Evolution in Size and Morphology of Diesel Particulates Along the Exhaust System 2004-01-1981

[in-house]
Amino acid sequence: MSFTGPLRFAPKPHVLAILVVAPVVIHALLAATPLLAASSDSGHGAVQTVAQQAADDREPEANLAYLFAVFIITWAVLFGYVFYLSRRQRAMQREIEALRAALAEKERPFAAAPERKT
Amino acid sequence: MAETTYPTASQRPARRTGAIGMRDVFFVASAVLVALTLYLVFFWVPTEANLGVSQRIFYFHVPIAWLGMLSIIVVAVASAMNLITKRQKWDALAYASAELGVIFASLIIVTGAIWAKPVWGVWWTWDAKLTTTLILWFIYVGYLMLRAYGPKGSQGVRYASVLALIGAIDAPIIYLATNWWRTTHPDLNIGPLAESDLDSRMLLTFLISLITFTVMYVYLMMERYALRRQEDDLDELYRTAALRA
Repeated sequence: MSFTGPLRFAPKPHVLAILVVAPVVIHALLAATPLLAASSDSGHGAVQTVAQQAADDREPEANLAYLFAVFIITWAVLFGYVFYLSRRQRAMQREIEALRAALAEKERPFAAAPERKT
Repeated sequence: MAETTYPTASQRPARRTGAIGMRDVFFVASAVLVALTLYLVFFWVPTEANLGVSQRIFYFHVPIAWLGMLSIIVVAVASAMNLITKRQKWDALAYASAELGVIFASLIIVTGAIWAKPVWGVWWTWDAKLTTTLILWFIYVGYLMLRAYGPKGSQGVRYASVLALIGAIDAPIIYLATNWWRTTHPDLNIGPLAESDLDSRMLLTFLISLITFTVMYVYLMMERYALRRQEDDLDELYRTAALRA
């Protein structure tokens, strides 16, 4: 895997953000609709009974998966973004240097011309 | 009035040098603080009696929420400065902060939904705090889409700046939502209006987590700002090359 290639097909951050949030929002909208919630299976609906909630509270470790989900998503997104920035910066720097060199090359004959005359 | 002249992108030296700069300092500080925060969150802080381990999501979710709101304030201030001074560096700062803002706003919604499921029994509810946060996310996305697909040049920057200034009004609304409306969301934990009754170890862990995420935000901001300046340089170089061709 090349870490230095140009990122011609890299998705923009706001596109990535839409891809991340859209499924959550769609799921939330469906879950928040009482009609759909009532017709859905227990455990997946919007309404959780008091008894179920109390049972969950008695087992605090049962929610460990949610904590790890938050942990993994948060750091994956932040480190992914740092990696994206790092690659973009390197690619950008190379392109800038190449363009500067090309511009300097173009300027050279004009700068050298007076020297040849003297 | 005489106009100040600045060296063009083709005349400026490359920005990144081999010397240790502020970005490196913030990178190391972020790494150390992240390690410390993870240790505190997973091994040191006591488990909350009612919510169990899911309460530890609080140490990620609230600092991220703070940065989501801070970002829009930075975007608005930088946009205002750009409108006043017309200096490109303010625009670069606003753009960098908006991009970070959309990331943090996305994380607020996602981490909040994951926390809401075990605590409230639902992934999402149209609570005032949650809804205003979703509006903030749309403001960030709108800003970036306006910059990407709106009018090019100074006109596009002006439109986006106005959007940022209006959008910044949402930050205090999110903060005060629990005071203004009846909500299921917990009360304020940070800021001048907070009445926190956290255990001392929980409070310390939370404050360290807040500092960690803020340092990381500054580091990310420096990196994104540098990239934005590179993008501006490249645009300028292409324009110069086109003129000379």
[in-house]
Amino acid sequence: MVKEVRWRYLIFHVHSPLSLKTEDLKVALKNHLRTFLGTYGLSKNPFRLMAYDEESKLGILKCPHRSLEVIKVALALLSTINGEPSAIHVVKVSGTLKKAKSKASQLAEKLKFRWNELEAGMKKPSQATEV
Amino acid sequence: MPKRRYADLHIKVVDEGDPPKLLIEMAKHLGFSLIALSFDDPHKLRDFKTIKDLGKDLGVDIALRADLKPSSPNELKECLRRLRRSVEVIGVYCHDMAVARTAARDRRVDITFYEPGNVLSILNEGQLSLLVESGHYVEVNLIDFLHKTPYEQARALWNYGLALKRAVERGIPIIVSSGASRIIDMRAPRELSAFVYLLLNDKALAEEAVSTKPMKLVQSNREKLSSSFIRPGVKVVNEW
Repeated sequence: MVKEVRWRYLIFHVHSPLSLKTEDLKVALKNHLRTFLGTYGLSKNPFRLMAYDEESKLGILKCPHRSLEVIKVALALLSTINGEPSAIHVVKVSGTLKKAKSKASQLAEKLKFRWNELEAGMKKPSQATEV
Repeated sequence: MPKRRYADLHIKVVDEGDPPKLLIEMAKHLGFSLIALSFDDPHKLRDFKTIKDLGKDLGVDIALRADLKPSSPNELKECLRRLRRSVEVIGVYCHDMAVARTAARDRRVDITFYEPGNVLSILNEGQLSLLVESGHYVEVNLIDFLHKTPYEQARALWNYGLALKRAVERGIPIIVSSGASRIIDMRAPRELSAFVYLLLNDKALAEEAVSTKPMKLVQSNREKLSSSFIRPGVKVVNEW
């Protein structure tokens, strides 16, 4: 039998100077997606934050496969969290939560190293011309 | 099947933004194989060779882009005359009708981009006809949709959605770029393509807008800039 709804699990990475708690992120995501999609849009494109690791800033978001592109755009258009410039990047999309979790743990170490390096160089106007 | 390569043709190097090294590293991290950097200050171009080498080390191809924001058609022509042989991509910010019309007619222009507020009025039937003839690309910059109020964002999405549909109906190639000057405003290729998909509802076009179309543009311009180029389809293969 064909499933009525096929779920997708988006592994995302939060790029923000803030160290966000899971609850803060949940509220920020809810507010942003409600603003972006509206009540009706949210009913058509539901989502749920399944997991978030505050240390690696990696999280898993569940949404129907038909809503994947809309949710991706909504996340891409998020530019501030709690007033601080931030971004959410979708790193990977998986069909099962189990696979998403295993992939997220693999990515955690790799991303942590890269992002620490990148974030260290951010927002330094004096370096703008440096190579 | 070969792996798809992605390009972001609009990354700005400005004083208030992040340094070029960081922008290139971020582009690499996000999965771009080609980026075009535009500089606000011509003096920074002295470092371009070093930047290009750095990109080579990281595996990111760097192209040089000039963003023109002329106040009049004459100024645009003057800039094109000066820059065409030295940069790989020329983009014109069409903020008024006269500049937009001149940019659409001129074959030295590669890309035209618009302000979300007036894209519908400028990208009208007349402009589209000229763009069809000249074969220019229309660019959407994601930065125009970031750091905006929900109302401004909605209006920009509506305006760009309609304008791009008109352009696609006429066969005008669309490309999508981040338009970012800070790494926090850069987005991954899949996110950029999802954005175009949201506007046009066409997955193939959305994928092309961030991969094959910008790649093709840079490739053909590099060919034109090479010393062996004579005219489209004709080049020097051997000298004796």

The physical and morphological properties of the particulate matter emitted from a 1.7-liter light-duty diesel engine were characterized by observing its evolution in size and fractal geometry along the exhaust system. A common-rail direct-injection diesel engine, the exhaust system of which was equipped with a turbocharger, EGR, and two oxidation catalysts, was powered with a California low-sulfur diesel fuel at various engine-operating conditions. A unique thermophoretic sampling system, a high-resolution transmission electron microscope (TEM), and customized image processing/data acquisition systems were key instruments that were used for the collection of particulate matter, subsequent imaging of particle morphology, and detailed analysis of particle dimensions and fractal geometry, respectively. The measurements were carried out at four different positions along the exhaust pipe. The rapid insertion of sampling probe into the exhaust stream, whose residence time resolves as short as 10 msec, provided near interference-free sampling of diesel particulates. From analyses for the soot samples collected at 2500-rpm and 25%-load, it was revealed that the primary particle diameter decreased from 28.6 nm to 19.1 nm and the corresponding radius of gyration of aggregate particles also decreased from 101.6 nm to 49.6 nm along the exhaust pipe. This reduction of particle sizes implies that particle sizes are significantly affected by aftertreatment components in the exhaust system. The detailed fractal analysis supported this finding; a fractal dimension of particles was slightly higher right after the first catalyst than those evaluated at other sampling positions, which indicates that particles became more spherical in shape during passing through the first catalyst. The fractal dimensions varied in a range of 1.5 to 1.7 along the exhaust pipe. It is speculated that the catalytic oxidation and aerodynamics of exhaust streams were major parameters influencing the distributions of measured sizes and fractal geometry. A chemical analysis using energy dispersion spectroscopy revealed that diesel particulates consist of elemental carbons in most portions.